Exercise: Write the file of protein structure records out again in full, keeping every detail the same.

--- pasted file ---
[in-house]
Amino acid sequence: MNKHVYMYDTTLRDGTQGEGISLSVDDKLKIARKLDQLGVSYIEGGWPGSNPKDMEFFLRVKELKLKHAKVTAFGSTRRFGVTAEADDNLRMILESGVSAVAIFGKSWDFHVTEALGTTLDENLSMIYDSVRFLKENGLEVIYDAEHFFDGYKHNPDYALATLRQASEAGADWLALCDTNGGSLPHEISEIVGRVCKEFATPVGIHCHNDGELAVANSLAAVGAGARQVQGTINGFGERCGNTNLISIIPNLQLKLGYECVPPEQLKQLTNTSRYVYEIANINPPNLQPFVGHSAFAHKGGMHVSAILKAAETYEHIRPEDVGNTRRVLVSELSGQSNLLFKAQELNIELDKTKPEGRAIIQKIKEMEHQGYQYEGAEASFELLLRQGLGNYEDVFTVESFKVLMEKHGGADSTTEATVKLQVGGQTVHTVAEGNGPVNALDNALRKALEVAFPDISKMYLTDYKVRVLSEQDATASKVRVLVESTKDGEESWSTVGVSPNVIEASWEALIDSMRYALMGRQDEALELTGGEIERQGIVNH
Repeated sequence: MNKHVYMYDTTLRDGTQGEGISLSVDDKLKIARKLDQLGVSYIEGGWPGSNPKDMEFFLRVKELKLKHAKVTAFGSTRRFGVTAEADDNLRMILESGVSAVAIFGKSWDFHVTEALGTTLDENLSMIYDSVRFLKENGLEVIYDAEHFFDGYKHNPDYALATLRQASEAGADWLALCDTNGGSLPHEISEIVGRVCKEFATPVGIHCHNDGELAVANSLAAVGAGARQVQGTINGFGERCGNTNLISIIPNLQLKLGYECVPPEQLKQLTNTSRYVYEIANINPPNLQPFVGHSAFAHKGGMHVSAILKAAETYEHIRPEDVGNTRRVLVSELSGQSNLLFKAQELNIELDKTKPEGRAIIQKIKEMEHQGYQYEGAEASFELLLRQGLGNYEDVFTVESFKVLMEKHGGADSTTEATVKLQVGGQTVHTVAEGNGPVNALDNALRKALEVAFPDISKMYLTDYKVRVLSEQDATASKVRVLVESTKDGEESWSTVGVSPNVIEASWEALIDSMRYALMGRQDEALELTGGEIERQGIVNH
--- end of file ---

[in-house]
Amino acid sequence: MNKHVYMYDTTLRDGTQGEGISLSVDDKLKIARKLDQLGVSYIEGGWPGSNPKDMEFFLRVKELKLKHAKVTAFGSTRRFGVTAEADDNLRMILESGVSAVAIFGKSWDFHVTEALGTTLDENLSMIYDSVRFLKENGLEVIYDAEHFFDGYKHNPDYALATLRQASEAGADWLALCDTNGGSLPHEISEIVGRVCKEFATPVGIHCHNDGELAVANSLAAVGAGARQVQGTINGFGERCGNTNLISIIPNLQLKLGYECVPPEQLKQLTNTSRYVYEIANINPPNLQPFVGHSAFAHKGGMHVSAILKAAETYEHIRPEDVGNTRRVLVSELSGQSNLLFKAQELNIELDKTKPEGRAIIQKIKEMEHQGYQYEGAEASFELLLRQGLGNYEDVFTVESFKVLMEKHGGADSTTEATVKLQVGGQTVHTVAEGNGPVNALDNALRKALEVAFPDISKMYLTDYKVRVLSEQDATASKVRVLVESTKDGEESWSTVGVSPNVIEASWEALIDSMRYALMGRQDEALELTGGEIERQGIVNH
Repeated sequence: MNKHVYMYDTTLRDGTQGEGISLSVDDKLKIARKLDQLGVSYIEGGWPGSNPKDMEFFLRVKELKLKHAKVTAFGSTRRFGVTAEADDNLRMILESGVSAVAIFGKSWDFHVTEALGTTLDENLSMIYDSVRFLKENGLEVIYDAEHFFDGYKHNPDYALATLRQASEAGADWLALCDTNGGSLPHEISEIVGRVCKEFATPVGIHCHNDGELAVANSLAAVGAGARQVQGTINGFGERCGNTNLISIIPNLQLKLGYECVPPEQLKQLTNTSRYVYEIANINPPNLQPFVGHSAFAHKGGMHVSAILKAAETYEHIRPEDVGNTRRVLVSELSGQSNLLFKAQELNIELDKTKPEGRAIIQKIKEMEHQGYQYEGAEASFELLLRQGLGNYEDVFTVESFKVLMEKHGGADSTTEATVKLQVGGQTVHTVAEGNGPVNALDNALRKALEVAFPDISKMYLTDYKVRVLSEQDATASKVRVLVESTKDGEESWSTVGVSPNVIEASWEALIDSMRYALMGRQDEALELTGGEIERQGIVNH